I think it is self-evident that the bottomless corruption of the US political system is not accidental, but rather the predictable result of fundamental flaws in the electoral system. Flaws that seem designed to produce the worst leaders possible.

In my opinion, progressives by and large have been incredibly naive with respect to this problem. People work hard within the system to produce progressive change, only to be denied the transformative change they seek time and again. In 1992 and in 2008, presidents got elected that ran at least partially on progressive populist ideas, but the progressive electoral victories did not translate into progressive policy changes. The status quo was preserved- not an accident when you are working with an electoral system that is designed to preserve the status quo.

That’s why fundamental electoral reform needs to become a cornerstone of progressive politics, or we will never get anywhere. To establish a healthy democracy,  we need a constitutional amendment. The following is my very modest proposal of what might be in such an amendment.

A Proposed Democracy Amendment to the US Constitution.

1. Participation in the political process.

a. All citizens who are at least 16 years of age have the inalienable right to vote in all public elections, on the day of the election, or by mail in the  eight weeks leading up to the election, provided that their current place of residence makes them eligible. This right shall not be abridged for any reason, including, but not limited to, prior criminal  conviction, failure to appear on a list of registered voters or temporary inability to provide legally required identification.

b. All citizens of voting age have the inalienable right to have their vote in a public election counted correctly, in a fully public, transparent and verifiable process.

c. Only natural persons can vote in elections, be elected, donate money or give material aid to candidates or initiatives or petition public officials or representatives for a redress of grievances. Indirect forms of influencing electoral or policy outcomes, such as public advocacy, shall be limited to natural persons and non-profit entities. The term non-profit entities excludes entities whose funds are derived predominantly or solely from for-profit entities.

e. All qualifying candidates in a public election shall have access to scheduled public debates between candidates in that election and shall receive equal time in such debates.

f. The day of an election shall be a public holiday in its jurisdiction.

2. Election Integrity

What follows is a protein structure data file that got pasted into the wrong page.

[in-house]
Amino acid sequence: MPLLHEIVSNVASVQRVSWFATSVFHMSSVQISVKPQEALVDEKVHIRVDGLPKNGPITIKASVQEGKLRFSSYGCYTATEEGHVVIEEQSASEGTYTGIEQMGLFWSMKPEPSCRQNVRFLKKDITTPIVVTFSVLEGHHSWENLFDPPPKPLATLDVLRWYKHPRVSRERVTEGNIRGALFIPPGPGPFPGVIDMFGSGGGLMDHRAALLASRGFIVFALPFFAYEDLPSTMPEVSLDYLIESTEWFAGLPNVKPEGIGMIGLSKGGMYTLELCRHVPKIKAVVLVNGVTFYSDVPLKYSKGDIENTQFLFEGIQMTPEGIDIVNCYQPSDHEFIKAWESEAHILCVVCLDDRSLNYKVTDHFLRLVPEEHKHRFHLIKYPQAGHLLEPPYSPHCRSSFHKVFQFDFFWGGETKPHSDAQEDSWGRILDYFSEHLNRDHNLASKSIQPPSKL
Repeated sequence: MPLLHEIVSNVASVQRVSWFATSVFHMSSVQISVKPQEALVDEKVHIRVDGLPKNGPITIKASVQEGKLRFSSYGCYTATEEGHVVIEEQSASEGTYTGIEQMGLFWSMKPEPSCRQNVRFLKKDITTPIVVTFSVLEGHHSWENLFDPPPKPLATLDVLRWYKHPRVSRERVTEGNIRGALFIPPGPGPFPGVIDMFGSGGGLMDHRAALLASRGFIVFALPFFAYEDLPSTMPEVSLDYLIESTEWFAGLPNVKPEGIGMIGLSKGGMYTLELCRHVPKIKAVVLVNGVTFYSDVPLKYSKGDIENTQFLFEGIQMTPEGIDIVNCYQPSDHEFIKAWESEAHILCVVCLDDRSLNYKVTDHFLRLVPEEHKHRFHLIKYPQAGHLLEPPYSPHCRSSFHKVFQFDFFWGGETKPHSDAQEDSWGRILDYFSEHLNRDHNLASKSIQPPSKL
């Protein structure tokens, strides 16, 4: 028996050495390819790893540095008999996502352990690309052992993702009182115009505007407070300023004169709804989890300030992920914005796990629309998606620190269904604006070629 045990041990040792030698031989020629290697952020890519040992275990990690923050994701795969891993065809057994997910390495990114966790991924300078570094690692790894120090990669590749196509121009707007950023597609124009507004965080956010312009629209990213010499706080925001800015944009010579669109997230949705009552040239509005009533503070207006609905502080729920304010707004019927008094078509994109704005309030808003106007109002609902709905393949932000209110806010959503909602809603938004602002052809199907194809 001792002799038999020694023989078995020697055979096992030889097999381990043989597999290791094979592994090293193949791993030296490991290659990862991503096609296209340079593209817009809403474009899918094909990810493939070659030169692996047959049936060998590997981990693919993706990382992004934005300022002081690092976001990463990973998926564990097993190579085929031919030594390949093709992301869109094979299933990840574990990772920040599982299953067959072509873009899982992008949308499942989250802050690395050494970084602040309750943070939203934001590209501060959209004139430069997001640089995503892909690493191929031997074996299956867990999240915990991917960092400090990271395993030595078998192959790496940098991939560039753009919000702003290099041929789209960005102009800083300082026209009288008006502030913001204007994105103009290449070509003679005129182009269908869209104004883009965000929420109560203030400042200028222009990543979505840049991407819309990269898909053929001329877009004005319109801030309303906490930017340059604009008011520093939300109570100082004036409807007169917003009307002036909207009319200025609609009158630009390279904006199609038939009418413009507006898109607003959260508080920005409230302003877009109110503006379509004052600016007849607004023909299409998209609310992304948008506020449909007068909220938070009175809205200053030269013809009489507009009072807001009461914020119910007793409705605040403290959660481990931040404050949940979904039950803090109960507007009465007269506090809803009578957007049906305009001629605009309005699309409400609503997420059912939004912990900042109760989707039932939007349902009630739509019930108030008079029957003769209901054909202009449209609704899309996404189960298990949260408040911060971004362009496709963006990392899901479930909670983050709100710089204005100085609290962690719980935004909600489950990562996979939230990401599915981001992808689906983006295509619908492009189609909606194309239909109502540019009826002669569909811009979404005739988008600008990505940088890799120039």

a. It shall be a felony for anyone, including public officials, to attempt to prevent citizens from voting by means including, but not limited to, distributing information that misleads voters about times, locations and legal requirements and ramifications of exercising the right to vote, creating or failing to prevent conditions at polling locations that cause long waits, shutting down or failing to open sufficient polling locations to ensure reasonably short travel times to polling locations, or  interfering with the orderly and public counting or recounting of votes.

b. All public elections shall be conducted using paper ballots. Ballots shall be publicly counted, and be kept secure and available for later public recounts for fifty years.

c. Defective ballots shall be counted if the intent of the voter is clearly discernible.

d. All public elections shall be held in public buildings.

3. Methods of Campaign Funding.

a. All qualifying candidates and ballot initiatives in a public election shall receive public funds sufficient to run a competitive campaign. To qualify to run, they must receive the valid signatures of at least 5 percent of eligible voters, except for presidential candidates who must receive the valid signatures of at least five percent of eligible voters in a single state.

b. Media outlets that regularly reach at least five percent of eligible voters for a qualifying candidate or ballot initiative shall publish a reasonable number of advertisements for those candidates or ballot initiatives free of charge, in the six months leading to the election.

c. Private contributions to political candidates or causes shall not exceed one-thousand times the hourly minimum wage in their total sum per voter and calendar year.